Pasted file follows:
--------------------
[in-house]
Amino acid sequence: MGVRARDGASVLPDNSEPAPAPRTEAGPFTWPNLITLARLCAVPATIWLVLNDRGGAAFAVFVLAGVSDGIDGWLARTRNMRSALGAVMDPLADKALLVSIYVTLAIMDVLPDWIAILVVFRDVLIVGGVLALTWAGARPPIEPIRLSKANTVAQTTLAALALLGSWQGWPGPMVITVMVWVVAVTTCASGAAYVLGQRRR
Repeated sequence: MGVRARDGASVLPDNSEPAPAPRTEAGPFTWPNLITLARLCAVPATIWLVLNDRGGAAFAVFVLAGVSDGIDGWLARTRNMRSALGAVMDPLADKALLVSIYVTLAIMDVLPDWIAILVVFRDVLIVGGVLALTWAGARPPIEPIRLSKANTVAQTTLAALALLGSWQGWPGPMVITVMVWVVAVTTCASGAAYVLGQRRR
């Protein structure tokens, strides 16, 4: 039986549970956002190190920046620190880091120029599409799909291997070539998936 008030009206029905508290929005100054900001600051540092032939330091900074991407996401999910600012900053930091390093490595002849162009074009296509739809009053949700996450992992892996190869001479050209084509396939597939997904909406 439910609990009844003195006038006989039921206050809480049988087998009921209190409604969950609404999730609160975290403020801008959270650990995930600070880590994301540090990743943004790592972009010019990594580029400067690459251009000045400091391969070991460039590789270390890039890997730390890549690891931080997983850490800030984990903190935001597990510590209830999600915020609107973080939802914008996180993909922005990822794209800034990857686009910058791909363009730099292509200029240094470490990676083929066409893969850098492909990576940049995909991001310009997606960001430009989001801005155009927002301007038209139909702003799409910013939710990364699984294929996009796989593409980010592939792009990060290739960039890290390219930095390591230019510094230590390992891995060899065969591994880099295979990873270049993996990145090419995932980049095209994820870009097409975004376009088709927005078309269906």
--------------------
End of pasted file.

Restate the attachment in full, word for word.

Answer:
[in-house]
Amino acid sequence: MGVRARDGASVLPDNSEPAPAPRTEAGPFTWPNLITLARLCAVPATIWLVLNDRGGAAFAVFVLAGVSDGIDGWLARTRNMRSALGAVMDPLADKALLVSIYVTLAIMDVLPDWIAILVVFRDVLIVGGVLALTWAGARPPIEPIRLSKANTVAQTTLAALALLGSWQGWPGPMVITVMVWVVAVTTCASGAAYVLGQRRR
Repeated sequence: MGVRARDGASVLPDNSEPAPAPRTEAGPFTWPNLITLARLCAVPATIWLVLNDRGGAAFAVFVLAGVSDGIDGWLARTRNMRSALGAVMDPLADKALLVSIYVTLAIMDVLPDWIAILVVFRDVLIVGGVLALTWAGARPPIEPIRLSKANTVAQTTLAALALLGSWQGWPGPMVITVMVWVVAVTTCASGAAYVLGQRRR
């Protein structure tokens, strides 16, 4: 039986549970956002190190920046620190880091120029599409799909291997070539998936 008030009206029905508290929005100054900001600051540092032939330091900074991407996401999910600012900053930091390093490595002849162009074009296509739809009053949700996450992992892996190869001479050209084509396939597939997904909406 439910609990009844003195006038006989039921206050809480049988087998009921209190409604969950609404999730609160975290403020801008959270650990995930600070880590994301540090990743943004790592972009010019990594580029400067690459251009000045400091391969070991460039590789270390890039890997730390890549690891931080997983850490800030984990903190935001597990510590209830999600915020609107973080939802914008996180993909922005990822794209800034990857686009910058791909363009730099292509200029240094470490990676083929066409893969850098492909990576940049995909991001310009997606960001430009989001801005155009927002301007038209139909702003799409910013939710990364699984294929996009796989593409980010592939792009990060290739960039890290390219930095390591230019510094230590390992891995060899065969591994880099295979990873270049993996990145090419995932980049095209994820870009097409975004376009088709927005078309269906």